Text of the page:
Gregg Scholtens, Executive Vice President for Nabholz Construction in Springfield, Missouri, says the construction industry as a whole lost many craftsmen during the 2008 recession. “I think we were very blessed through the recession, because not only did we retain those folks, we grew during that time,” says Scholtens. Nabholz had a number of projects that allowed them to keep their craftsmen employed. Scholtens says Nabholz realizes the importance of developing the next generation of craftsmen and has its own program to train them on the job.
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- - As a company, we're roughly 1,200 employees strong, and roughly half of those are some sort of craftsmen in the field, and we're talking everything from your general laborers to carpenters. We have our own millwrights, electricians, you name it.
My name is Gregg Scholtens, I am the executive vice president for Nabholz Construction in Springfield, Missouri. I think we were very blessed through the recession, because not only did we retain those folks, we grew during that time.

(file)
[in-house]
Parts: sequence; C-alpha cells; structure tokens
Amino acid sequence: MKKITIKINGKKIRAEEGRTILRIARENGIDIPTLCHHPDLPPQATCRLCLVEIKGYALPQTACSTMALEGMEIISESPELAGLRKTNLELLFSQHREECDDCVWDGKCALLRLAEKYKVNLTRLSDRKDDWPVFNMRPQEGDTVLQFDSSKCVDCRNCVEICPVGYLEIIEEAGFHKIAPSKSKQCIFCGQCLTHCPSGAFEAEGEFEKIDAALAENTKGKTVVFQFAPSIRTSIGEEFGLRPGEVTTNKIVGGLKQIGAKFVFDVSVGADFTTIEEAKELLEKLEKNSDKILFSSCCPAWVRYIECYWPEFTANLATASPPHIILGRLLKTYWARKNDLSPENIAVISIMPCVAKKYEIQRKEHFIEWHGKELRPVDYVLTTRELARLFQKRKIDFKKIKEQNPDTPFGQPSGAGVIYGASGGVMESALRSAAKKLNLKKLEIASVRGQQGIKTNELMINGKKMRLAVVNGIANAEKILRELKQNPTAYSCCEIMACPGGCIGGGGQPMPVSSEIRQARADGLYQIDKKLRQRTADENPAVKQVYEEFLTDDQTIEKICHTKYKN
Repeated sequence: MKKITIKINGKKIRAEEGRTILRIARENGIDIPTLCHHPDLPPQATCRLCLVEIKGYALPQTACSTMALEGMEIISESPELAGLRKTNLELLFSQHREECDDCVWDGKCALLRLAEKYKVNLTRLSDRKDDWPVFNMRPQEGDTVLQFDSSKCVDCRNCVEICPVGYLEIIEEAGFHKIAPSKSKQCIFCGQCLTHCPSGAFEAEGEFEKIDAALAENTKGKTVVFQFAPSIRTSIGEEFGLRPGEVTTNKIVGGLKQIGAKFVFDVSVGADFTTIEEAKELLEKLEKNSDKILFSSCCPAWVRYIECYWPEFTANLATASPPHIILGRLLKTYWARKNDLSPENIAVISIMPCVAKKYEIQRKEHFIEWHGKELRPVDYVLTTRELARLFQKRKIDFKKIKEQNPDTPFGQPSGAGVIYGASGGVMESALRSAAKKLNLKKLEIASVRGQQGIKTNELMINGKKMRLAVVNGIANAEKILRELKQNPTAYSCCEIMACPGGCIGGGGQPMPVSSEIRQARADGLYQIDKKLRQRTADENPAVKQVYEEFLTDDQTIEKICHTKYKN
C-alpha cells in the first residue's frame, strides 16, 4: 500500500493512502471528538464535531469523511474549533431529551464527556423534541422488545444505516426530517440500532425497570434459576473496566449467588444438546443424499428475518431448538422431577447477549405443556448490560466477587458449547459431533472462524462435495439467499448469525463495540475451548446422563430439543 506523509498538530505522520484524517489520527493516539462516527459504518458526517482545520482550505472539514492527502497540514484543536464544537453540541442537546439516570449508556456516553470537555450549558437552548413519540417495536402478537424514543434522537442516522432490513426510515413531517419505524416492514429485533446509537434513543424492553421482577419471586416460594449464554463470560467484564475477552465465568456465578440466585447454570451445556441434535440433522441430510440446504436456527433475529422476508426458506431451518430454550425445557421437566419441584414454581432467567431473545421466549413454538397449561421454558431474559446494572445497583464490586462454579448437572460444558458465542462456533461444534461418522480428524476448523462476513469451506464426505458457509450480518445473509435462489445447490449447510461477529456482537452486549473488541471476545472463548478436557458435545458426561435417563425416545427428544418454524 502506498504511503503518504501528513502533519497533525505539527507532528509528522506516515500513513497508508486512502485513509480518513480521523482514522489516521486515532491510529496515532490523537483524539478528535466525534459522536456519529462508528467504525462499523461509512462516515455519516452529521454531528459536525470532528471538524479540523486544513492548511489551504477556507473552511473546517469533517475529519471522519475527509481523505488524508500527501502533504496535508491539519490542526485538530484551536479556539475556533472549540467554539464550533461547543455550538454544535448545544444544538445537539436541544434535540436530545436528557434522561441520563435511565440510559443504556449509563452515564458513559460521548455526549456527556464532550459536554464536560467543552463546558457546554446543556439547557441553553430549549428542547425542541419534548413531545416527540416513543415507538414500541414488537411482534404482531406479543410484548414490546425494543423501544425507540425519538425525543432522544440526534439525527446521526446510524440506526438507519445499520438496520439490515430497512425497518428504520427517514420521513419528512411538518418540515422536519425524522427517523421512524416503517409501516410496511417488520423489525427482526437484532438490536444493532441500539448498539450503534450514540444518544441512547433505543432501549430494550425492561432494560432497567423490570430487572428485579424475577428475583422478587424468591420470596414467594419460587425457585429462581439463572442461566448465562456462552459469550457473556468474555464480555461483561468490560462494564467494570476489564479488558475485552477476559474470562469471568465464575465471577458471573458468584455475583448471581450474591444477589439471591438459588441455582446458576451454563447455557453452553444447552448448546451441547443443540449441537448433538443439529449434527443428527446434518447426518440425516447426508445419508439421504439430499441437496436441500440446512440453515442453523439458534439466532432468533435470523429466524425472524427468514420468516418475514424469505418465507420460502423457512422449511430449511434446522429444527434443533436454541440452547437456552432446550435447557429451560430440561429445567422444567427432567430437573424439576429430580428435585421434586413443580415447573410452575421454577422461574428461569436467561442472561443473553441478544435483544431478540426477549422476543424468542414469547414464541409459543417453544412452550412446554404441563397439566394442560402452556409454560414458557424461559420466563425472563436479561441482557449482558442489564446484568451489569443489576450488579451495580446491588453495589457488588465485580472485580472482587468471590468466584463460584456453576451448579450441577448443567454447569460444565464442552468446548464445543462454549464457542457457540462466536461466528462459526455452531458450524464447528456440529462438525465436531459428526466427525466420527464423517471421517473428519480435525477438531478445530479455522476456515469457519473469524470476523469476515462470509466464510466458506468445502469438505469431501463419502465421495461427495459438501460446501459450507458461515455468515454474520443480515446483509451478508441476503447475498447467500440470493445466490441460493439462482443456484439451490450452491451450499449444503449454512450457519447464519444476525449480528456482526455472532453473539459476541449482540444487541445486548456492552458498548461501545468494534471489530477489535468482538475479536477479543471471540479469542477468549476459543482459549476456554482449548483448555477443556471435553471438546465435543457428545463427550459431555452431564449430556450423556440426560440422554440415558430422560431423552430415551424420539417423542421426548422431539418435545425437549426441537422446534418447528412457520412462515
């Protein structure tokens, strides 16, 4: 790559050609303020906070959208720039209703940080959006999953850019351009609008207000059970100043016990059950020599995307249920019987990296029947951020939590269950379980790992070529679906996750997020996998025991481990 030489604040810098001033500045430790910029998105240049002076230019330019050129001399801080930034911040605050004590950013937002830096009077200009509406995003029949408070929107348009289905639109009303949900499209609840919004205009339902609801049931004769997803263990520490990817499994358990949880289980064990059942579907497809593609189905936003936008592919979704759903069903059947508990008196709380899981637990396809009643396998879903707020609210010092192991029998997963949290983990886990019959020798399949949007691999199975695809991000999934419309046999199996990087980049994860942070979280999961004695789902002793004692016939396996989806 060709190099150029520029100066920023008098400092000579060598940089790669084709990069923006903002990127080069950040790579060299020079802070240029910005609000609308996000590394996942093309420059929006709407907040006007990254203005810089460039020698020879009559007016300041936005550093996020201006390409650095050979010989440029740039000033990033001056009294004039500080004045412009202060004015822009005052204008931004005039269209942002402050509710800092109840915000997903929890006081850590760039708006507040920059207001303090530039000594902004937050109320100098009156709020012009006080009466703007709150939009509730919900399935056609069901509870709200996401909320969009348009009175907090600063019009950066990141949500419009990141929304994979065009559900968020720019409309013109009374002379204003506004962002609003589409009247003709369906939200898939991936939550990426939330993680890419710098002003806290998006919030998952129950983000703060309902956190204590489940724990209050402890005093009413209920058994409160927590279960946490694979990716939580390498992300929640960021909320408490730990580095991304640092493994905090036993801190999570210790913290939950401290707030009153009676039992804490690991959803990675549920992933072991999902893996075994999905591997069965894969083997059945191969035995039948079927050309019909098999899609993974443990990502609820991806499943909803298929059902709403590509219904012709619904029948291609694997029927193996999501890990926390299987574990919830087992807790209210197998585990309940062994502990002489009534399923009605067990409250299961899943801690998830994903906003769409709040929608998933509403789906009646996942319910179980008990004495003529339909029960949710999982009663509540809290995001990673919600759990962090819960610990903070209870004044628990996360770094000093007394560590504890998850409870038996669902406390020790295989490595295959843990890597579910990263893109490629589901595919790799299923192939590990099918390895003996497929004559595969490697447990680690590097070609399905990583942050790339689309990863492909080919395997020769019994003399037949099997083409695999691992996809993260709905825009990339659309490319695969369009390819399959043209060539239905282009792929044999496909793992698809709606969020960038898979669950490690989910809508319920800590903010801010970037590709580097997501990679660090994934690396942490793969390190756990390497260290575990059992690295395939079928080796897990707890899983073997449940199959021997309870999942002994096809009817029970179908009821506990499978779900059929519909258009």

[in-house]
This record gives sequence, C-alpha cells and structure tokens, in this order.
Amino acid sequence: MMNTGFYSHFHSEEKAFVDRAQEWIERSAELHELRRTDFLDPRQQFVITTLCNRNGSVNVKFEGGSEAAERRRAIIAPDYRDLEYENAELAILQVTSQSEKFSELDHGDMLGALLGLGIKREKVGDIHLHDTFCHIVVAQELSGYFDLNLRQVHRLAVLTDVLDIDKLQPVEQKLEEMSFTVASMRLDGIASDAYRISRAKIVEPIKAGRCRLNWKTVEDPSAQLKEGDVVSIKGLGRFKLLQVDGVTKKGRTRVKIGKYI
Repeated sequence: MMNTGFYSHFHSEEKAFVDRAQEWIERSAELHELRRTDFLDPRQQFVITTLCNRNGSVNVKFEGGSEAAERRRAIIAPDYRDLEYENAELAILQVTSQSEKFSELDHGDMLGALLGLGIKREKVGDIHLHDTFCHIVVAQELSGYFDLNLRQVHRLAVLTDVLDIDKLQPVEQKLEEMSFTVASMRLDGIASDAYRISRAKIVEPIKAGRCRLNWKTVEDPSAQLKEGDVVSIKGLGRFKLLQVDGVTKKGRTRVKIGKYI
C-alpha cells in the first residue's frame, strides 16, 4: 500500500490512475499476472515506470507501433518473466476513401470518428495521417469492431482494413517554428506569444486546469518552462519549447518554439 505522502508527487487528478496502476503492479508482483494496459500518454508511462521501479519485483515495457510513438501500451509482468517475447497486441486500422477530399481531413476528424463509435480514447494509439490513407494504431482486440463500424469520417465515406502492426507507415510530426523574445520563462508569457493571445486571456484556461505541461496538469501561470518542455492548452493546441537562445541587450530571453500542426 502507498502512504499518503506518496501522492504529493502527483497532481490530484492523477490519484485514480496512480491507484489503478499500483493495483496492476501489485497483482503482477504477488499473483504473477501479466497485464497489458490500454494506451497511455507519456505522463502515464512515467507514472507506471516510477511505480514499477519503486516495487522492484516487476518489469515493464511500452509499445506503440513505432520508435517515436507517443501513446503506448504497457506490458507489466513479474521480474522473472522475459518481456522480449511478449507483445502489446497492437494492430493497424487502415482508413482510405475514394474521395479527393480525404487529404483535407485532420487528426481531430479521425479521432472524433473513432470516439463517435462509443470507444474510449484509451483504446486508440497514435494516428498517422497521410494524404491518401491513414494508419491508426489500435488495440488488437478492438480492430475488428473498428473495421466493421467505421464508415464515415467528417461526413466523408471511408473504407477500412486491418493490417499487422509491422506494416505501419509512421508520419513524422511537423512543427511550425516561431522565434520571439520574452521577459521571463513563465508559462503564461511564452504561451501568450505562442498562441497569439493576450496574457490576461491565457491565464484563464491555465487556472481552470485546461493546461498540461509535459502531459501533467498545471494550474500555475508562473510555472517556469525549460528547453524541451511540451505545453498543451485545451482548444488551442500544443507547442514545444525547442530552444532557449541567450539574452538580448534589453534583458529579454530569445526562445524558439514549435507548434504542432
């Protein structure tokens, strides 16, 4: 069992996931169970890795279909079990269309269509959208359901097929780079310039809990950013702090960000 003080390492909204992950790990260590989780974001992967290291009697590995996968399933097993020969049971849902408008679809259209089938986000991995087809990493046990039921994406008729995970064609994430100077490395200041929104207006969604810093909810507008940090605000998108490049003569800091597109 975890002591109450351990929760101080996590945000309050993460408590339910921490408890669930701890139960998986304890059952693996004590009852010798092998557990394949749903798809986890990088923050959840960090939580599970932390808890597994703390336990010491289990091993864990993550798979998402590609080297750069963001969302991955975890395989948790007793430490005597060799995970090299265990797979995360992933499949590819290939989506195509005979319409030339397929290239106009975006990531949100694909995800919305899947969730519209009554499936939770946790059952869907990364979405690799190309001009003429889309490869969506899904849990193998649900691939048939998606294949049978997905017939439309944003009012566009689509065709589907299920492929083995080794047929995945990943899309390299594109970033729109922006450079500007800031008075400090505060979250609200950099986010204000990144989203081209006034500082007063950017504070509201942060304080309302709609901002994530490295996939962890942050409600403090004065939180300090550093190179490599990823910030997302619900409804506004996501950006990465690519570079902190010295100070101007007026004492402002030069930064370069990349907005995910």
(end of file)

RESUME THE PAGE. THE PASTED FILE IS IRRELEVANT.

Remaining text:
We had some nice projects, and we said hey, we're gonna self-perform as much of that work as we possibly can, because, again, it keeps those craftsmen on board. I mean, they're the heart and soul of our business, to be quite honest with you. Without them, we're nobody.
Unfortunately, I think our industry as a whole has done a terrible job of developing our next group of resources. What the company figured out a number of years ago, was that it was important to pour back into their people. And so, we developed what we call Nabholz University, and it not only trains our project managers and estimators and folks like that, but it also trains our craftsmen in the field.
We want our folks to grow and develop, and so we wanna take an individual that starts with us as a laborer or as a carpenter, in their late teens, early 20s, and we wanna develop that individual into our next superintendent or our next project manager. And so we do that with our own trade school, if you will, to develop those folks.
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